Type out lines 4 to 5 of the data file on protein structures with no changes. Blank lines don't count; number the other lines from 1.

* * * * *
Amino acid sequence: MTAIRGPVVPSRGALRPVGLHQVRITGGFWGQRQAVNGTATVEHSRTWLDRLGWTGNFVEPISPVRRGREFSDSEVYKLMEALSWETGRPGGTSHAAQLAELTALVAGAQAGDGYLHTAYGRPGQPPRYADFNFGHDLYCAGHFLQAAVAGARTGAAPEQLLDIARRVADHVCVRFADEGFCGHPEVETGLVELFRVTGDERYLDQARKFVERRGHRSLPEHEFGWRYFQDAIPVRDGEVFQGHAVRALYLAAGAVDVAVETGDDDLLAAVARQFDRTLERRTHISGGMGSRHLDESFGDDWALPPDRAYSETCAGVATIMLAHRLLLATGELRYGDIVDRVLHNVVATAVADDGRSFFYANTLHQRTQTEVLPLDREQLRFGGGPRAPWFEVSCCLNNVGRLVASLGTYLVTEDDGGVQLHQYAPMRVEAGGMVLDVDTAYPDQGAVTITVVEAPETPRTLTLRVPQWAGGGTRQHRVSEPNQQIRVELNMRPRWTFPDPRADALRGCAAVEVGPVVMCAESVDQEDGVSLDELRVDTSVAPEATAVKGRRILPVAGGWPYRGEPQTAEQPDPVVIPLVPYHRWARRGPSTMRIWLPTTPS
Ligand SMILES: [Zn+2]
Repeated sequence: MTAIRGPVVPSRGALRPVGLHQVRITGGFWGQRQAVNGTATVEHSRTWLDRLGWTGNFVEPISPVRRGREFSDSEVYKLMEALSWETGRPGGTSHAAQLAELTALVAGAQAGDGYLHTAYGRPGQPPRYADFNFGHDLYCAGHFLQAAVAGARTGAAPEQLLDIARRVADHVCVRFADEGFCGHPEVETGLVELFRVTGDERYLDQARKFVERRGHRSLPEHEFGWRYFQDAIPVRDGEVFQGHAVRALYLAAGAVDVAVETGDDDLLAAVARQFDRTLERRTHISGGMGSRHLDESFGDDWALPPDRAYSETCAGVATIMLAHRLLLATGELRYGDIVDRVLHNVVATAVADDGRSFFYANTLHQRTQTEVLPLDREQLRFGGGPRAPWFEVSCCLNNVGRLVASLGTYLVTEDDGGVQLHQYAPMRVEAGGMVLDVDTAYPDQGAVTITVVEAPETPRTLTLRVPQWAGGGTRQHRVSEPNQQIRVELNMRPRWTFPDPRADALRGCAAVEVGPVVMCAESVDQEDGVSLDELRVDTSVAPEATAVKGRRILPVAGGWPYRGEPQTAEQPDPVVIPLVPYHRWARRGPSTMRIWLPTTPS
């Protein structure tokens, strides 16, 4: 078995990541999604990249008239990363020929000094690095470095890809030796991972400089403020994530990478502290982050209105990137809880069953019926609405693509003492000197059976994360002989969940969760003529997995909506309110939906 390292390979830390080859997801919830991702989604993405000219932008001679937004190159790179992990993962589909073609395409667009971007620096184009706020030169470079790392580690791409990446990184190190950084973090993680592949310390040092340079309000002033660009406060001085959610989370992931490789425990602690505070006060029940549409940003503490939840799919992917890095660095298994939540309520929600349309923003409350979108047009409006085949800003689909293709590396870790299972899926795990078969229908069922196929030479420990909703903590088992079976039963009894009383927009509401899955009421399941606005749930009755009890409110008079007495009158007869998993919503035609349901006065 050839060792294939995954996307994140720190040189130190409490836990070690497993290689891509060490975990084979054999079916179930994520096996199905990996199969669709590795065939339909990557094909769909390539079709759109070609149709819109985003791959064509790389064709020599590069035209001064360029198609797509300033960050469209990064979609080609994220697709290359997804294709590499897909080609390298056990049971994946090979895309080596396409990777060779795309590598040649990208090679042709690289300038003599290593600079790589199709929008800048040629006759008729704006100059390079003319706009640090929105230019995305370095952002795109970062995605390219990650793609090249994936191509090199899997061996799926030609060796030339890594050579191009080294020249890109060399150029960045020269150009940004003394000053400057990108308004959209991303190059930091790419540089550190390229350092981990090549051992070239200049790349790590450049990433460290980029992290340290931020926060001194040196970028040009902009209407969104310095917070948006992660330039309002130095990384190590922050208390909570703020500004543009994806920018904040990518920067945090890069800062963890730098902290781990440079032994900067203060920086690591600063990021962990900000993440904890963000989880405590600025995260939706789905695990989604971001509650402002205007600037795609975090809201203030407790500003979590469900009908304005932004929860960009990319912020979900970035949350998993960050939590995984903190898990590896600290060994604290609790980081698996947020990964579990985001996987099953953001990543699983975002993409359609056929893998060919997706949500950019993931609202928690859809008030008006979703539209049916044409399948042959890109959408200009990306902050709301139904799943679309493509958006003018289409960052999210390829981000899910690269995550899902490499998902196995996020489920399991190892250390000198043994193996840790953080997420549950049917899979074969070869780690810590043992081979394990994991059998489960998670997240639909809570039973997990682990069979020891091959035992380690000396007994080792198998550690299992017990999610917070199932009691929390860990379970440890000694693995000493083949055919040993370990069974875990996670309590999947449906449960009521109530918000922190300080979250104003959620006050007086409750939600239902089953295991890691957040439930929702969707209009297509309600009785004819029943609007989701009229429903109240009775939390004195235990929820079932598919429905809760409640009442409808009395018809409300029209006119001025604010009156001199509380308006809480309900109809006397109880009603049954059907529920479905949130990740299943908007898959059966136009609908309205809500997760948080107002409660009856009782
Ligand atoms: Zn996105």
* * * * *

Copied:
């Protein structure tokens, strides 16, 4: 078995990541999604990249008239990363020929000094690095470095890809030796991972400089403020994530990478502290982050209105990137809880069953019926609405693509003492000197059976994360002989969940969760003529997995909506309110939906 390292390979830390080859997801919830991702989604993405000219932008001679937004190159790179992990993962589909073609395409667009971007620096184009706020030169470079790392580690791409990446990184190190950084973090993680592949310390040092340079309000002033660009406060001085959610989370992931490789425990602690505070006060029940549409940003503490939840799919992917890095660095298994939540309520929600349309923003409350979108047009409006085949800003689909293709590396870790299972899926795990078969229908069922196929030479420990909703903590088992079976039963009894009383927009509401899955009421399941606005749930009755009890409110008079007495009158007869998993919503035609349901006065 050839060792294939995954996307994140720190040189130190409490836990070690497993290689891509060490975990084979054999079916179930994520096996199905990996199969669709590795065939339909990557094909769909390539079709759109070609149709819109985003791959064509790389064709020599590069035209001064360029198609797509300033960050469209990064979609080609994220697709290359997804294709590499897909080609390298056990049971994946090979895309080596396409990777060779795309590598040649990208090679042709690289300038003599290593600079790589199709929008800048040629006759008729704006100059390079003319706009640090929105230019995305370095952002795109970062995605390219990650793609090249994936191509090199899997061996799926030609060796030339890594050579191009080294020249890109060399150029960045020269150009940004003394000053400057990108308004959209991303190059930091790419540089550190390229350092981990090549051992070239200049790349790590450049990433460290980029992290340290931020926060001194040196970028040009902009209407969104310095917070948006992660330039309002130095990384190590922050208390909570703020500004543009994806920018904040990518920067945090890069800062963890730098902290781990440079032994900067203060920086690591600063990021962990900000993440904890963000989880405590600025995260939706789905695990989604971001509650402002205007600037795609975090809201203030407790500003979590469900009908304005932004929860960009990319912020979900970035949350998993960050939590995984903190898990590896600290060994604290609790980081698996947020990964579990985001996987099953953001990543699983975002993409359609056929893998060919997706949500950019993931609202928690859809008030008006979703539209049916044409399948042959890109959408200009990306902050709301139904799943679309493509958006003018289409960052999210390829981000899910690269995550899902490499998902196995996020489920399991190892250390000198043994193996840790953080997420549950049917899979074969070869780690810590043992081979394990994991059998489960998670997240639909809570039973997990682990069979020891091959035992380690000396007994080792198998550690299992017990999610917070199932009691929390860990379970440890000694693995000493083949055919040993370990069974875990996670309590999947449906449960009521109530918000922190300080979250104003959620006050007086409750939600239902089953295991890691957040439930929702969707209009297509309600009785004819029943609007989701009229429903109240009775939390004195235990929820079932598919429905809760409640009442409808009395018809409300029209006119001025604010009156001199509380308006809480309900109809006397109880009603049954059907529920479905949130990740299943908007898959059966136009609908309205809500997760948080107002409660009856009782
Ligand atoms: Zn996105």